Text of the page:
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[solved] what does allowSleep and enableBodySleeping do?


valueerror
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This is related to the physics engine p2.

If a body is allowed to sleep the physic engine can put it in a state where it gets excluded from some expensive physics calculations- for example the collision detection.

 

To determine if a body should sleep or wake up the engine checks if the body changed significantly during a calculation step.

FALL SLEEP: If the body is awake and it's activity level, determined by its velocity, is below a given threshold it will sleep.

WAKE UP: If the body's velocity is sleeping and its velocity is above a threshold it will wake up and becoming a fully functional member of the physics community again :)

 

A sleeping body cannot be fully excluded from the collision calculation list, as it needs to be seen by other bodies awake (so they can collide with the sleeping body).

I guess it heavily depends of the chosen broadphase/collision algorithm when a body wakes up or is allowed to participate in a collision.

 

This is the code I read to explain you this behaviour as I was curious about the current sleep implementation of p2.

//from p2.Body, the physics engine in Phaser/** * @method sleepTick * @param float time The world time in seconds * @brief Called every timestep to update internal sleep timer and change sleep state if needed. */Body.prototype.sleepTick = function(time){    if(!this.allowSleep)        return;    var sleepState = this.sleepState,        speedSquared = vec2.squaredLength(this.velocity) + Math.pow(this.angularVelocity,2),        speedLimitSquared = Math.pow(this.sleepSpeedLimit,2);    if(sleepState===Body.AWAKE && speedSquared < speedLimitSquared){        this.sleepState = Body.SLEEPY; // Sleepy        this.timeLastSleepy = time;        this.emit(Body.sleepyEvent);    } else if(sleepState===Body.SLEEPY && speedSquared > speedLimitSquared){        this.wakeUp(); // Wake up    } else if(sleepState===Body.SLEEPY && (time - this.timeLastSleepy ) > this.sleepTimeLimit){        this.sleep();    }};// from Broadphase.js/** * Check whether two bodies are allowed to collide at all. * @method  canCollide * @param  {Body} bodyA * @param  {Body} bodyB * @return {Boolean} */Broadphase.canCollide = function(bodyA, bodyB){    // Cannot collide static bodies    if(bodyA.motionState == Body.STATIC && bodyB.motionState == Body.STATIC)        return false;    // Cannot collide static vs kinematic bodies    if( (bodyA.motionState == Body.KINEMATIC && bodyB.motionState == Body.STATIC) ||        (bodyA.motionState == Body.STATIC    && bodyB.motionState == Body.KINEMATIC))        return false;    // Cannot collide kinematic vs kinematic    if(bodyA.motionState == Body.KINEMATIC && bodyB.motionState == Body.KINEMATIC)        return false;    // Cannot collide both sleeping bodies    if(bodyA.sleepState == Body.SLEEPING && bodyB.sleepState == Body.SLEEPING)        return false;    return true;};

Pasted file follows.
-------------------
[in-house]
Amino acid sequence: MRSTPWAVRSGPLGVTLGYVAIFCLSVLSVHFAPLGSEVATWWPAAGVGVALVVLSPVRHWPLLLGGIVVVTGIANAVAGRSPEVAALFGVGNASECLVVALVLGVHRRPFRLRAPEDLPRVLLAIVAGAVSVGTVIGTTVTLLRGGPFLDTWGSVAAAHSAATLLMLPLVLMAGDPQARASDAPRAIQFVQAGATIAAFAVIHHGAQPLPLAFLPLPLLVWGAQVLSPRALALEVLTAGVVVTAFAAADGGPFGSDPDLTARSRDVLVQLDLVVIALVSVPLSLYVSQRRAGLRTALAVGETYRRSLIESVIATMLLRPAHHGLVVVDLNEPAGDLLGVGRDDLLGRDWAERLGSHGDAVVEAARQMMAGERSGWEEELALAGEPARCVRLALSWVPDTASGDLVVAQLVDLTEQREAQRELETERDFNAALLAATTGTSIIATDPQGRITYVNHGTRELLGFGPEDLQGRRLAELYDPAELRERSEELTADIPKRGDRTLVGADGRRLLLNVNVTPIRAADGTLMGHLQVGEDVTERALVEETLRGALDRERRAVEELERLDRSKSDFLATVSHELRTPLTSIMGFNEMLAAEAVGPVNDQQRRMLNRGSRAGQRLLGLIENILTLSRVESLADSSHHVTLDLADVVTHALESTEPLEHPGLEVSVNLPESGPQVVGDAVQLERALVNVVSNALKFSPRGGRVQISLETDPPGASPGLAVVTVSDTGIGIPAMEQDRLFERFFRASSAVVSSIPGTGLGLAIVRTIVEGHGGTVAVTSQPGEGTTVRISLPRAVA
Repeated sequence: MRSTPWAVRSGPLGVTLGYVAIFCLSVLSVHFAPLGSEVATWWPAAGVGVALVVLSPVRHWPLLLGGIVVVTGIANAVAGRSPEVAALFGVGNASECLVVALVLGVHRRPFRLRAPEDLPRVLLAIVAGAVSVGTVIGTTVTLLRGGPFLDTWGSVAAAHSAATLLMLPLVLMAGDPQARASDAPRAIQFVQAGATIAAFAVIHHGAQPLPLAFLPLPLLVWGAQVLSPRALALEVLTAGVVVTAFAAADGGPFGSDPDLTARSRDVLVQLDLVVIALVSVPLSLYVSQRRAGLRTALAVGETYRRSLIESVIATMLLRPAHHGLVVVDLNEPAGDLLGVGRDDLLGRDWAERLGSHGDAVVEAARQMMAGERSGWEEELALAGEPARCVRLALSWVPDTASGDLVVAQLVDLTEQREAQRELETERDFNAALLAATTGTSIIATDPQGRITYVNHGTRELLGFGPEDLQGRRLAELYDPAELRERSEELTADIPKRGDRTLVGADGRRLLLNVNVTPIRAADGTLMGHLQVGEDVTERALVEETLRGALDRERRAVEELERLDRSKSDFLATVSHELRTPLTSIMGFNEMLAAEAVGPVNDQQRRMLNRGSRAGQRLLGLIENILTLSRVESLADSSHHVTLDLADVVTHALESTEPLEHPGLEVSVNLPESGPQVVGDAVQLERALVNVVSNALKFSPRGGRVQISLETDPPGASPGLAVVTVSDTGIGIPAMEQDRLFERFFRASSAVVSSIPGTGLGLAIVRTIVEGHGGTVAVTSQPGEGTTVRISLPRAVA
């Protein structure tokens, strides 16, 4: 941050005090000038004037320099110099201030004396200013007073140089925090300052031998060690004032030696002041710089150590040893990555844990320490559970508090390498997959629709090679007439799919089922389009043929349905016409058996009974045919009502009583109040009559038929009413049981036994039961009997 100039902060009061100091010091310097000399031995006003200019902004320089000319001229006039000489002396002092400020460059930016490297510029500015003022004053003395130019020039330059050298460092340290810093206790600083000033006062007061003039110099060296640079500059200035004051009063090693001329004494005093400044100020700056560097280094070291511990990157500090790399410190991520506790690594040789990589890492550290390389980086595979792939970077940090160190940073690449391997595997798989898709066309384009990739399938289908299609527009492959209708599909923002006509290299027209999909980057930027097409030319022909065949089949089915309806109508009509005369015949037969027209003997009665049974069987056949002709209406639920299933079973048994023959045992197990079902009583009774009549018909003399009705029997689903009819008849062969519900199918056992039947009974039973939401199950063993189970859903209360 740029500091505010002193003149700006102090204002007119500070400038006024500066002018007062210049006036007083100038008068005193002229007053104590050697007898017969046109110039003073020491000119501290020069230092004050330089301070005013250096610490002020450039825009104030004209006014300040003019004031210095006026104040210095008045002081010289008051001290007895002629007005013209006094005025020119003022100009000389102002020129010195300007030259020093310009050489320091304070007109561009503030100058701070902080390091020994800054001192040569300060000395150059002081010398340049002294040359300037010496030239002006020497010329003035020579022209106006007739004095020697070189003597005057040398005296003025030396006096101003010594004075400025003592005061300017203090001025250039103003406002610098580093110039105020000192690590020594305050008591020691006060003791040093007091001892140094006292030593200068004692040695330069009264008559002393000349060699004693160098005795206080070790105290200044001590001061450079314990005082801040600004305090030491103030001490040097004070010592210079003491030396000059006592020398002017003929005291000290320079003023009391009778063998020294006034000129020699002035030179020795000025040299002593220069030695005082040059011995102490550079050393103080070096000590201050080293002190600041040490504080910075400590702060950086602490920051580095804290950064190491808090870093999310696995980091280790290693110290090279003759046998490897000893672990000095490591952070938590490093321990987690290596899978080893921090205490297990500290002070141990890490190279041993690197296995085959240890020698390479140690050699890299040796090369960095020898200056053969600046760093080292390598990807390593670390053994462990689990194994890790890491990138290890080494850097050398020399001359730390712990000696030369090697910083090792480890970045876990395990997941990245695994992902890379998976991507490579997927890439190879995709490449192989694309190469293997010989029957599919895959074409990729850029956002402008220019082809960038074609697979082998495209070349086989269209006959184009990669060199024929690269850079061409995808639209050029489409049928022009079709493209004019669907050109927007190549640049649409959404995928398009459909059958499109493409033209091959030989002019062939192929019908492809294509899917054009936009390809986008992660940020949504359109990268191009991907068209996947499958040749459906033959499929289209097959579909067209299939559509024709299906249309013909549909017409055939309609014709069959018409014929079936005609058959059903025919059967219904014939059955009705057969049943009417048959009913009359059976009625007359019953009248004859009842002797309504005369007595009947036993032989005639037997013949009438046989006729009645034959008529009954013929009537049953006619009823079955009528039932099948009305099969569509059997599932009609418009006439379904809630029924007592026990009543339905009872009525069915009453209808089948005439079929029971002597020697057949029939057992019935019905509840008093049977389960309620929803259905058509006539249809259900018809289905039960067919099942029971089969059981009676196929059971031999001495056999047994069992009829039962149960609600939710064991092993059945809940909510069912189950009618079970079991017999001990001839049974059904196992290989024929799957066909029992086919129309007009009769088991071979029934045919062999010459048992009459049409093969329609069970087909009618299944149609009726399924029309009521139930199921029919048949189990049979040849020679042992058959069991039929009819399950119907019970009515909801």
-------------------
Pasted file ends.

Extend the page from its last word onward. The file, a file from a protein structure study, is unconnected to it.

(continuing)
Regards

George

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Yes, I would do so too.

 

In fact it defaults to true in the very famous and mature Box2D C++ physic library. 

How many objects are involved in your physics currently ? 50 ? Or even more ? It seems that on mobile any js physics engine is breaking due to the required performance. The only solution I see is using web workers which is itself highly difficult to manage a physics engine with. But there are other problems with web workers, of course :) See that post from Stefan, the author of p2, about web workers.

http://granular.cs.umu.se/browserphysics/?p=2125

 

Here an excellent introduction to web workers

http://www.html5rocks.com/en/tutorials/workers/basics/

 

Performance of other physics engines:

1. Look at this Box2D JS port.

It's using the very recent Box2D version 2.3 and is compiled by using googles closure compiler. It seems to be pretty fast on the desktop.

Nobody seems to know or use that port, so I do not know about the performance in comparison. (Everybvody is only talking about the outdated Box2D Web (C->Flash->JS) Port based on 2.1 alpha).

BUT try the examples on your mobile or tablet. The are running pretty slick until you break some body count threshold. Run the 'stacked boxes' example vs. 'pyramid'. Pyramid is awful slow on my iphone 5.

https://code.google.com/p/box2d-html5/

 

2. Same here with chipmunk js.

Logo smash with those many particles nearly kills my mobile- well it's not performant on my laptop either :)

https://dl.dropboxusercontent.com/u/2494815/demo/index.html

 

3. Physics JS

Again. Many objects, bad performance.

http://wellcaffeinated.net/PhysicsJS/examples/showcase.html#demo-2

 

 

Mobile is simply not desktop, particularly in a non-native environment like a web browser

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Yes.. 50+ objects, all animated, 4 layers parallax in x and y axis..but I guess this should not be to much compared with whats happening on logosmash.. (3fps on my nexus) BUT I just found out that there isn't any notable Performance issue in my testgame with phaser when forcing Canvas instead of webgl.. With webgl on a nexus7 2013 I have.. Let's say 20 frames.. With canvas 60..

Interesting read about web workers btw. :)

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